Setting out from the shore you head towards an unknown destination, suspecting that if you arrive safely you may well be given a less than friendly reception; seen as an unwelcome intrusion and a “problem” to be confronted by the host country. This is a potential challenge to be addressed if and when you reach the safety of dry land.

This scenario is the bleak reality for thousands of children and their families, distraught and helpless as they reluctantly depart the coast of North Africa in the hope of securing a better future. They flee the wars of Syria, Libya and Iraq, the terrors of Eritrea, Somalia and Northern Nigeria, without any concept of what might be ahead of them, but in a belief that it cannot be any worse than the situation from which they have fled. For a child, the decision has been made, their future shaped by the desperation of their parents. These decisions are not taken lightly and many sleepless nights must precede such dangerous departures.

For some, a successful passage to the shores of Europe enables them to begin a new life and gain a semblance of the security of which they could only previously have dreamt. This may be a first step towards a better life free from violence and fear. But for others the voyage will end in tragedy, with many drowned at sea as their overladen vessels fail to negotiate the hazards of the Mediterranean.

In recent years a fortunate few of those whose flimsy crafts have floundered, have been rescued from the sea through the combined humanitarian efforts of European nations working to provide an emergency service. Harrowing images of these petrified survivors arriving ashore have been seen on television screens around the world. A brief glimpse into the eyes of the children plucked from the sea makes one sure that they will never forget their ordeal. Sadly, for many others the journey ends in tragedy, and I suspect that nobody knows the numbers of those who have perished.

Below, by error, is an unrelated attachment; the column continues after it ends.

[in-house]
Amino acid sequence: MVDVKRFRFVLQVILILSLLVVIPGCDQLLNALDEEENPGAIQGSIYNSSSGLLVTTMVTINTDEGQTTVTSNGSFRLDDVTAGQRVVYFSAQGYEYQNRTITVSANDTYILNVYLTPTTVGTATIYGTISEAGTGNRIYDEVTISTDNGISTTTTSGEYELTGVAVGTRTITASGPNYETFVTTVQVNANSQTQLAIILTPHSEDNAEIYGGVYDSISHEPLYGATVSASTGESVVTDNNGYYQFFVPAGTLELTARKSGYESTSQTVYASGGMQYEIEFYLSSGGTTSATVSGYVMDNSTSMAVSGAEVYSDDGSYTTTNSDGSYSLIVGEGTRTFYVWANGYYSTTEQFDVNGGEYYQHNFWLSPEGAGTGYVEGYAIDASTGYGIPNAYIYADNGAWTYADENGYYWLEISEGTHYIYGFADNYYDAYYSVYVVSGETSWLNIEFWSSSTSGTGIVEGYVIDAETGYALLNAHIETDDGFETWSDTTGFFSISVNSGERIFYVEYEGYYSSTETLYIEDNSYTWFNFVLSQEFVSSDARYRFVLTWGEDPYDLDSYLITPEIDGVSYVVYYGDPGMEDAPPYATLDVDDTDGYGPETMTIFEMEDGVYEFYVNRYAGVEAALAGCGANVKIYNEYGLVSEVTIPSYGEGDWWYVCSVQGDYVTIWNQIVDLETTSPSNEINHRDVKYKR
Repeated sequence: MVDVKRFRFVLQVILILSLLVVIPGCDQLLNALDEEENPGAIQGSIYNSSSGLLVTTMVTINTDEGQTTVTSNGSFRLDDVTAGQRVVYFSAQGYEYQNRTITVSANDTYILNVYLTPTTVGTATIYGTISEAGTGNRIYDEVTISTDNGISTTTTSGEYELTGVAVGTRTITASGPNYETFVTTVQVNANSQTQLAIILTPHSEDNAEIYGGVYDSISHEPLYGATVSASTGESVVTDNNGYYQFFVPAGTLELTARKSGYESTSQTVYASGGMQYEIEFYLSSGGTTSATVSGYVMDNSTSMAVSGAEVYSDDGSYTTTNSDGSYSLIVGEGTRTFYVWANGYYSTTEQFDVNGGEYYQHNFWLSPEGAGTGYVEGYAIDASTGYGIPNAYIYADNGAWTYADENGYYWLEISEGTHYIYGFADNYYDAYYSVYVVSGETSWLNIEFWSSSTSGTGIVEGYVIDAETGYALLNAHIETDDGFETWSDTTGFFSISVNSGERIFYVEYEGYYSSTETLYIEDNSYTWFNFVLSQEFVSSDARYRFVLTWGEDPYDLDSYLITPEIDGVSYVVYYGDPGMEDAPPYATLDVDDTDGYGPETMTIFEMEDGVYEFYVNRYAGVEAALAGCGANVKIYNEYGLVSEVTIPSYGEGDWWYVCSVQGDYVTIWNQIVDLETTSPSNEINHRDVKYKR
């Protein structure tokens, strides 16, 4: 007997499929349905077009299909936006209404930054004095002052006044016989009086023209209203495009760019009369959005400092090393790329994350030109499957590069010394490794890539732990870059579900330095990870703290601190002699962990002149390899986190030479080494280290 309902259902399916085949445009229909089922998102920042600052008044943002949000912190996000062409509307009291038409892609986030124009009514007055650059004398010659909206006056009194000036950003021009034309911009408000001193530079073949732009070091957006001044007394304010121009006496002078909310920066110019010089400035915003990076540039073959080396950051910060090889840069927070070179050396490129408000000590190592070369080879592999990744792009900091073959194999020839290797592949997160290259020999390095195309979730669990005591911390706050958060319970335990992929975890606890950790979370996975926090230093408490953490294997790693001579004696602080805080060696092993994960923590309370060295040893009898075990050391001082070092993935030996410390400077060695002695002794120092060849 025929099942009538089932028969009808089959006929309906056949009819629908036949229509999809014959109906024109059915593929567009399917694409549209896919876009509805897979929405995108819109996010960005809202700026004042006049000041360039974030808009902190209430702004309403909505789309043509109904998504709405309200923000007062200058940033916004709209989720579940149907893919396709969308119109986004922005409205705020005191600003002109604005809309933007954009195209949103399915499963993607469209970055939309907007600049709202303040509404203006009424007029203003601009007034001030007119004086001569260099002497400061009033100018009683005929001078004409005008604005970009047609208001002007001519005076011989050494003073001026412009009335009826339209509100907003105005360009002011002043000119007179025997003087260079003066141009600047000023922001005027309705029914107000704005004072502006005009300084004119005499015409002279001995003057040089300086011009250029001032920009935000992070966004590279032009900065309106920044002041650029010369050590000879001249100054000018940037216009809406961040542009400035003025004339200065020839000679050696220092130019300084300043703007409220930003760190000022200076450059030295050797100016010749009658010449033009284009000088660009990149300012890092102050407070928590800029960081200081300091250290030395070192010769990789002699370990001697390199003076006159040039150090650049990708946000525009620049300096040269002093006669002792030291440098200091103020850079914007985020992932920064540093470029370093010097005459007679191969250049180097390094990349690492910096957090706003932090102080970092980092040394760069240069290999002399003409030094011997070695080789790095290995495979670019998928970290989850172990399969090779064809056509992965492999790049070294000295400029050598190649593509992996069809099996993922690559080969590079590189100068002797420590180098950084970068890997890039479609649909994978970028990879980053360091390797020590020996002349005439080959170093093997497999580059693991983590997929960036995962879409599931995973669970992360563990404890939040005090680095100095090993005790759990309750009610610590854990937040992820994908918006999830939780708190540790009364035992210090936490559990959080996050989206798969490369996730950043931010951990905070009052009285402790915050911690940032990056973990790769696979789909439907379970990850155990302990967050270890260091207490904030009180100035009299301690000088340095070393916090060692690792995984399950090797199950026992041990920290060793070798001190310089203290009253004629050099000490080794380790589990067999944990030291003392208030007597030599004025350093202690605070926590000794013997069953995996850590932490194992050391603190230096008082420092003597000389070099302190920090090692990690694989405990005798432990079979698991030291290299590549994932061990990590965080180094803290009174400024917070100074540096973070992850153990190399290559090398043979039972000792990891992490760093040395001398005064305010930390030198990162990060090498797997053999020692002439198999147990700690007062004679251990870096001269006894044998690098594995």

Imagine then how it might feel to be a child who has learned that the UK Government has now announced that it is withdrawing support for these rescue operations. This decision has apparently been made on the grounds that a belief that rescue might be possible will encourage others to make the perilous journey. Can this really be true? Will those parents who are so desperate to escape their violent and helpless existence in order to give their children a better life, really be deterred from what they see as their only possible route to safety by this draconian measure?

In the past the UK has prided itself on its humanitarian and caring attitude towards the oppressed and dispossessed peoples of the world. This week UK government ministers have made a significant departure from this proud tradition. In so doing they have chosen to turn their backs on those who are in greatest need. I cannot believe that this decision carries the support of the British public. If this was the case then I would certainly be feeling ashamed to be British. As it is I say shame on those politicians who feel that they are justified in ignoring the pleas for mercy of so many suffering individuals.

Strengthening the nation’s economy, but at what expense?


Campaigners for the eradication of poverty are beginning to despair. Will poverty in the UK ever become a historical concept.

Campaigners for the eradication of poverty are beginning to despair. Will poverty in the UK ever become a historical concept?